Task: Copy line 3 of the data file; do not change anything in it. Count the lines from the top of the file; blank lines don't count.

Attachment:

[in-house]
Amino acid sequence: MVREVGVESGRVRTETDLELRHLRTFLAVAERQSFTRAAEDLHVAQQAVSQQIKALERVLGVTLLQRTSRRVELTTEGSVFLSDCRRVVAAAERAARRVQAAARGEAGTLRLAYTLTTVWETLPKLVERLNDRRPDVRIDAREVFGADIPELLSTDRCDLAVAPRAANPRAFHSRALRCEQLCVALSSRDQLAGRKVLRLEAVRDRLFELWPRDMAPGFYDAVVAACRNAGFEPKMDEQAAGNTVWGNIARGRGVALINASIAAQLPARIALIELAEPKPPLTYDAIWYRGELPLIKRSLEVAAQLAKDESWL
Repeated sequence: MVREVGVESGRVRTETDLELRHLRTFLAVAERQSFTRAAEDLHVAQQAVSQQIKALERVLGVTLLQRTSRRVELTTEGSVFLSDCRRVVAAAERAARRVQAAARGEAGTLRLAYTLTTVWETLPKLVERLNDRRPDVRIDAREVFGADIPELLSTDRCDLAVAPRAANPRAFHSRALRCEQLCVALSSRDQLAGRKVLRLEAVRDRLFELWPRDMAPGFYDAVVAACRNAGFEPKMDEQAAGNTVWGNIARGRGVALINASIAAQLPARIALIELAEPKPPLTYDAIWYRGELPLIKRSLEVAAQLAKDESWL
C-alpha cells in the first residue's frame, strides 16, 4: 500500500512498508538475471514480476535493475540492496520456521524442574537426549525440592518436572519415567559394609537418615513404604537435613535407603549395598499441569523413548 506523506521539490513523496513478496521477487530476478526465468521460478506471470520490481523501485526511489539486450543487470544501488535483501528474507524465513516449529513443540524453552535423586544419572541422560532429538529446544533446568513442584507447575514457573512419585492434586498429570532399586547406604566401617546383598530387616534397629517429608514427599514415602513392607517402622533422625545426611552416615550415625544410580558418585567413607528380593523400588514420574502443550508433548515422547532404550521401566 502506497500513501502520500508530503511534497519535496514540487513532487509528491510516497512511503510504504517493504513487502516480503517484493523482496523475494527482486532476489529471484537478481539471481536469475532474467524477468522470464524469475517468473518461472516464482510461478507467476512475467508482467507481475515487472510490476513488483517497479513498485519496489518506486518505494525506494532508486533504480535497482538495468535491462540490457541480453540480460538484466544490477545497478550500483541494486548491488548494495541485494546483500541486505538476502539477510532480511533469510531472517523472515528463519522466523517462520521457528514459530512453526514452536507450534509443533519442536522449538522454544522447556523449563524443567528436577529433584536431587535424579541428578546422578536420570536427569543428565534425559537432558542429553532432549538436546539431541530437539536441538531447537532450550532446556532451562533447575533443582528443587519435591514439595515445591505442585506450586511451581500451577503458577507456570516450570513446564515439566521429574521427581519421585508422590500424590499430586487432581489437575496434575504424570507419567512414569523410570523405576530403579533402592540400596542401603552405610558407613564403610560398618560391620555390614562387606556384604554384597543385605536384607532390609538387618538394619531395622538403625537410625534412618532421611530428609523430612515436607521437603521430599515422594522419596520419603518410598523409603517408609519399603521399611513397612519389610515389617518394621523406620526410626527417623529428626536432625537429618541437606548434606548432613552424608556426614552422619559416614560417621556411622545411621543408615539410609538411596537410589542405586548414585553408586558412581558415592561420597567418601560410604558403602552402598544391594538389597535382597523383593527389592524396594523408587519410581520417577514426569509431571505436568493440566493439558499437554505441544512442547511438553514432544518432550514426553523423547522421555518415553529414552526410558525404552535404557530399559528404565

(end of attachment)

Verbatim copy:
Repeated sequence: MVREVGVESGRVRTETDLELRHLRTFLAVAERQSFTRAAEDLHVAQQAVSQQIKALERVLGVTLLQRTSRRVELTTEGSVFLSDCRRVVAAAERAARRVQAAARGEAGTLRLAYTLTTVWETLPKLVERLNDRRPDVRIDAREVFGADIPELLSTDRCDLAVAPRAANPRAFHSRALRCEQLCVALSSRDQLAGRKVLRLEAVRDRLFELWPRDMAPGFYDAVVAACRNAGFEPKMDEQAAGNTVWGNIARGRGVALINASIAAQLPARIALIELAEPKPPLTYDAIWYRGELPLIKRSLEVAAQLAKDESWL